But sometimes I still dream of kissing him. Sometimes, those dreams are pleasant, and I don’t want to wake up from them.

I thought the river guide was the opposite of Caleb, but river guide has the exact same birthday as Caleb.

River guide said to me, “I don’t even believe in that stuff, but that is fucking creepy.”

River guide is a Gemini. Caleb is a Gemini.

Gemini is the twin, and I am trapped in between them.

After that final dinner with river guide, I got in my car and drove to New Mexico. On my drive, this song came on, and I wept. I wept to a cheesy pop song while the desert rushed by. When she sings, “You won’t see me fall apart.” Well, damn. I was falling apart.

I would like to rewrite my story. There was so much I didn’t write, but I’m writing it now. I would like to go back and write Caleb right out of my story. I would like to keep Reed (the love of my life) but write Caleb out of it. I would like to rewrite the part where the borders dissolve, the part where I say, “I no longer know where you end, and I begin.”

I would like to rewrite that as, “You end.”

I would like to rewrite that as, “I begin.”

On Connection

At a writer’s retreat in Ghost Ranch, New Mexico last week, I sat by a bonfire surrounded by tough, and sassy, and beautiful women writers while a poet read my astrological chart. Regardless of how you feel about astrology, this poet* possessed an eerie insight. At one point, she looked up at me and said “This part of your chart indicates that you spend a lot of your life trying to convince yourself that you’re not terrible. You hide parts of yourself because you worry that, if people see the real you, they’ll think you’re terrible. Your challenge is to open up to others, so that you can see that they’ll still care for you as you are.”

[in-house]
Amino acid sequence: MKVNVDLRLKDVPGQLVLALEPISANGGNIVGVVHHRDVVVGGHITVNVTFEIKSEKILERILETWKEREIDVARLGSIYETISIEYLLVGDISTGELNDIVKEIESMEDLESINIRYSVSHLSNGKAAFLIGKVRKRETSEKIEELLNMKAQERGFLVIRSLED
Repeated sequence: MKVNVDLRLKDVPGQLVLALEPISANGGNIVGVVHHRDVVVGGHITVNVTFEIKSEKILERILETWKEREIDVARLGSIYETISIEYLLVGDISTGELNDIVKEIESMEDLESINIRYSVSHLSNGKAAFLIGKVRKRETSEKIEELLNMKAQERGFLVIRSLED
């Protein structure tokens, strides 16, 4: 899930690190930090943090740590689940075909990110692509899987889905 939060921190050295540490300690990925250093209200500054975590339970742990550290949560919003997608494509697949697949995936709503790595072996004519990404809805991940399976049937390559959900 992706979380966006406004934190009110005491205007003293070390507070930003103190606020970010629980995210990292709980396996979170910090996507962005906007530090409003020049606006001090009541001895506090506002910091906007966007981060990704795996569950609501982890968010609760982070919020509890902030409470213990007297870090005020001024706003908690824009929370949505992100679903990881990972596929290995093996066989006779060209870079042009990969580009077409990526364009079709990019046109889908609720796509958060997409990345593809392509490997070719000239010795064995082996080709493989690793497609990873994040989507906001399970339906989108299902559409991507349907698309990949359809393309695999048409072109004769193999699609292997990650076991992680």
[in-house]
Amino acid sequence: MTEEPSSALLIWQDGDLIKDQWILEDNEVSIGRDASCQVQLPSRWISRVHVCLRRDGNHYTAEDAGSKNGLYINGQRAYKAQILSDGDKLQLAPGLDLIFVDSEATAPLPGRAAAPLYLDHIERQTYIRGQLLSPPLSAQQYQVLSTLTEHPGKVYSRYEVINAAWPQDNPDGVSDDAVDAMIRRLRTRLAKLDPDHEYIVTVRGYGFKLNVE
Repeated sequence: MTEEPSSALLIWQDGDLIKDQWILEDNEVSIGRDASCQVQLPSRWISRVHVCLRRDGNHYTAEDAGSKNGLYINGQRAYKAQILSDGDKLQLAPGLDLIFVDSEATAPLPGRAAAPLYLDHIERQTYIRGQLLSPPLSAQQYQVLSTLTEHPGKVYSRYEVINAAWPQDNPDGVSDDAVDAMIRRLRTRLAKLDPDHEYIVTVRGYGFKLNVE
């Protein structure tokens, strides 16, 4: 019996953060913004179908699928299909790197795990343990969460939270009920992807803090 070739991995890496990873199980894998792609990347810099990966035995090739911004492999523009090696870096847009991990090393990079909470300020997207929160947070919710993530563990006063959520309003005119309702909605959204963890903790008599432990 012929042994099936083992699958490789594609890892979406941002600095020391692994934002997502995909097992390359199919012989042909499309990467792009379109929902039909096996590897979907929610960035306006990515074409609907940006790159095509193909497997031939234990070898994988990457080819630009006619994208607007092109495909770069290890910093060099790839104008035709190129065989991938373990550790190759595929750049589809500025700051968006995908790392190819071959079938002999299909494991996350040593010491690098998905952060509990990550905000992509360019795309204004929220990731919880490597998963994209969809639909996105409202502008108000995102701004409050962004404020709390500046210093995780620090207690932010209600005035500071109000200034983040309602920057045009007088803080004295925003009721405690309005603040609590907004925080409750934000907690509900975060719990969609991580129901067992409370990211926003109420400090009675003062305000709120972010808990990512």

So, I’m doing that now. I’m saying it: I think I’m terrible. 

Caleb told me I was terrible. When he ran out of insults–when he ran out of ways to hurt me–he dug deep and said, “Everything bad that you think about yourself–it’s all true.”

How could I not be terrible when the person who loved me the most said such things to me?

When I left him, I turned to my female friends. I opened up to them about the terrible things that had been happening to me. I opened up to them about how terrible I had acted in return. I opened up about how lost, how lonely, how devastated, and how isolated I was. I opened up to them, and without fault, they said, “You are not terrible, and you are not alone.”

Nothing else could have kept me away from him. The only thing that saved me was my connection with those women and their words. And now, every day, I look for connection in this world. If isolation is what causes abuse, then connection is what heals it. This blog is one way of looking for connection, of attempting to say to other survivors–“You are not terrible, and you are not alone.”

There was Rebecca D. who took Reed and me in when I left Caleb. While I wept on a mattress on the floor in the guest room upstairs, Rebecca played Connect 4 downstairs with Reed. She held his hand and walked him to the bus in the mornings when I had to work. She gave him a sense of normalcy, showed him that he was loved, even as his world was falling apart. Christmas was coming–my birthday–and I hadn’t decided if I would take Caleb home with me for the holidays. Our plane tickets had been purchased months before, and my parents didn’t want us to divorce. Reed was so little. It was his favorite holiday. I bought a table top tree at the grocery store. Rebecca decorated it with us. It was crooked and shabby. There were no presents underneath it. That tree was a symbol of all that Reed and I had lost, but we had also gained something. For that period, Rebecca, Reed, and I became a family. We were a real family, and Rebecca loved us as much as anyone ever had, and Reed and I learned that we didn’t need to have a man in the home to be a family, that we could do it on our own. And finally, I told Caleb that no, he couldn’t go home with me for Christmas. And that was the end. That was when it was really over, and I’ve said this before, and I’ll say it again: I looked back. I looked back so many times, but I didn’t go back.